So does Ecuador have options? Yes, but they are pretty extreme and will raise some uncertainties.

First, Ecuador could essentially mail Assange home. Under article 27 of the Vienna Convention on Diplomatic Relations, a diplomatic bag or diplomatic pouch is given diplomatic protection in carrying material or communications between a diplomatic mission and its home government or other official organizations. A pouch can be any size including a large container. It was must properly marked and locked. That was the failing in 1984 when Nigeria kidnapped and treated to send a former Nigerian government minister back to Nigeria in a pouch. Since it was not properly marked, the British opened the container and freed the captive minister.

Ecuador previously had problems with such pouches. In January 2012, Italy arrested five people for shipping 40 kilograms of liquid cocaine in a diplomatic pouch from Ecuador. It is not clear how the Italians detected the cocaine or how the pouch was opened.

Another even more radical possibility would be to give Assange Ecuadorian citizenship and then give him diplomatic status under Vienna Convention on Diplomatic Relations (1961). The problem is that such credentials are generally presented and accepted by the host nation. That could be a problem since Assange would legally appear as a diplomat within the country. Normally, once diplomatic status is established, the nation can only expel a diplomat as a persona non grata — something Assange would relish. However, the question is whether England would recognize him as a diplomatic even if Ecuador and Assange were willing to claim his citizenship and status. The assumption is that England would have to approve the diplomatic status to be certain that he could leave the country.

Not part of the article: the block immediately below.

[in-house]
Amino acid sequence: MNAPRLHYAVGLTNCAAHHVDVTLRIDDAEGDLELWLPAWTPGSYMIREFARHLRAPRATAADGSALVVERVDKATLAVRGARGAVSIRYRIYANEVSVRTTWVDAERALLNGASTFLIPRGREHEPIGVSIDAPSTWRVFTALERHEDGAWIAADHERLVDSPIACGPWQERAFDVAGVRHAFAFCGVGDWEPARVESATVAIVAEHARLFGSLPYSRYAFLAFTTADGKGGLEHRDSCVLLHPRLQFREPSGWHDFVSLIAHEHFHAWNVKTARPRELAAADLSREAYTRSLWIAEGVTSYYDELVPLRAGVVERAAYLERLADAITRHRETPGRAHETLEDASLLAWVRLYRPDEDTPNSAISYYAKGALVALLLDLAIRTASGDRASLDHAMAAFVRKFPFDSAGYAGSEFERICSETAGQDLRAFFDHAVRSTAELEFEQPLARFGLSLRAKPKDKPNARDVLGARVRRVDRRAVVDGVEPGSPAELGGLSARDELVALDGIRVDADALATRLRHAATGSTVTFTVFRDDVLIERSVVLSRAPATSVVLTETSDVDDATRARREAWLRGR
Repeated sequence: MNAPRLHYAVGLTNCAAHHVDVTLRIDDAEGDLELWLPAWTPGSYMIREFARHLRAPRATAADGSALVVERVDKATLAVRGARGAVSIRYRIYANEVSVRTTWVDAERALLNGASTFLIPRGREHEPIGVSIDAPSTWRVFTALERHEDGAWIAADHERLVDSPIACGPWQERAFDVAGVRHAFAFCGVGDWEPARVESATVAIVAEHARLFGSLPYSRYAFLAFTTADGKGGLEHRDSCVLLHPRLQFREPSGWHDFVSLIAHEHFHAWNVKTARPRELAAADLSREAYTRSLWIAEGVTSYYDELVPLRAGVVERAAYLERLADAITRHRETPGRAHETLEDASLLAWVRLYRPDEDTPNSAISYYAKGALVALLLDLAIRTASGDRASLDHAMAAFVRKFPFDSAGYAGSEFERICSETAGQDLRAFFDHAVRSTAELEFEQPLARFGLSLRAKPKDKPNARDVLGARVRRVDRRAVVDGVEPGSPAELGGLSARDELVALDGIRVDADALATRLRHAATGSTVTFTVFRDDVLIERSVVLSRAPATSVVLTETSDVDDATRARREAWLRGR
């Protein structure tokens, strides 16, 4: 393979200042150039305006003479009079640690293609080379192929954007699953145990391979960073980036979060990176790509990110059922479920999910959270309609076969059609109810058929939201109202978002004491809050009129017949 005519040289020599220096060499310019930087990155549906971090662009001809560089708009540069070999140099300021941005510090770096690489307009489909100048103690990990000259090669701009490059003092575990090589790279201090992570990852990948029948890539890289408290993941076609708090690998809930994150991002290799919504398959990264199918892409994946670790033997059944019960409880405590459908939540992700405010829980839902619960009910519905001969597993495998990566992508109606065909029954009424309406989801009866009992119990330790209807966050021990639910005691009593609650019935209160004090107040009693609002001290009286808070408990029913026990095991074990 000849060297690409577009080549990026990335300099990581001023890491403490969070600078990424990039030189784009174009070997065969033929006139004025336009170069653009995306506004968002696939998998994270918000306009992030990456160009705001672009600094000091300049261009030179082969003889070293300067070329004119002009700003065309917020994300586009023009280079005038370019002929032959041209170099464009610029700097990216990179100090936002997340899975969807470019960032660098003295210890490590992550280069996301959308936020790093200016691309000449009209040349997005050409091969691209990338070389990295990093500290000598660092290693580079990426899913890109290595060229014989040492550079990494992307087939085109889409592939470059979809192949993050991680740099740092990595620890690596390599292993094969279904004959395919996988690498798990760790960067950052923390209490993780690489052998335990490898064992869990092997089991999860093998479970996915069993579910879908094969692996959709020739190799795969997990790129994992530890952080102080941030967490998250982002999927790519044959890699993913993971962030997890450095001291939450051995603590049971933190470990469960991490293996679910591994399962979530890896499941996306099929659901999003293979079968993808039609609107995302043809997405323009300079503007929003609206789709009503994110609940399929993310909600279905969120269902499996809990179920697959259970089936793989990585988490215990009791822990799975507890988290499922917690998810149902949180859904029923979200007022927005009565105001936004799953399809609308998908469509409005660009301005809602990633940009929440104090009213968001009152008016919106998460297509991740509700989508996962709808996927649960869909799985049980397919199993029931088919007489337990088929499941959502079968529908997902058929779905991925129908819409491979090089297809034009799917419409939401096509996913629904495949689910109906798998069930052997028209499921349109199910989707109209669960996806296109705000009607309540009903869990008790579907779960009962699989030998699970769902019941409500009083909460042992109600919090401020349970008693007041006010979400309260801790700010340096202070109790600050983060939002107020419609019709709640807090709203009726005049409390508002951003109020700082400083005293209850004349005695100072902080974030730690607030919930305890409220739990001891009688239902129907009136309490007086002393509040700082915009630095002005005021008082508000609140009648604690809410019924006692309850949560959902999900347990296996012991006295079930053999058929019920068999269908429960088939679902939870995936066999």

Ecuador could try to send Assange to the airport in an embassy car with a diplomat. That should protect him on the roads to the airport, but simply walking into the airport would be a problem. There is the possibility that he could ride in a car through to Switzerland via the Eurotunnel, but the problem is that the embassy’s car park is separated from the embassy. He needs to get to the car even if the English are willing to respect the status of the vehicle.

The easiest approach is for England to agree to “safe passage” but that would not please the United States or English officials keen on seeing Assange punished for his disclosures.

That brings us back to the pouch and mailing Assange in a nice container with a comfy chair, bar, and of course wi-fi access.

92 thoughts on “Could Ecuador Just Mail Assange Home?”

  1. OS, when Anonymous gets done with them, perhaps the UK will be sending a limo to take Assange to the airport…..I wonder how much money this has cost them so far?

    No sympathy at all for them after they read that bully statement (straight from Hillary Clinton imho) about storming the embassy to get Assange.

  2. Who could have seen this coming? Anonymous is calling the project #OpFreeAssange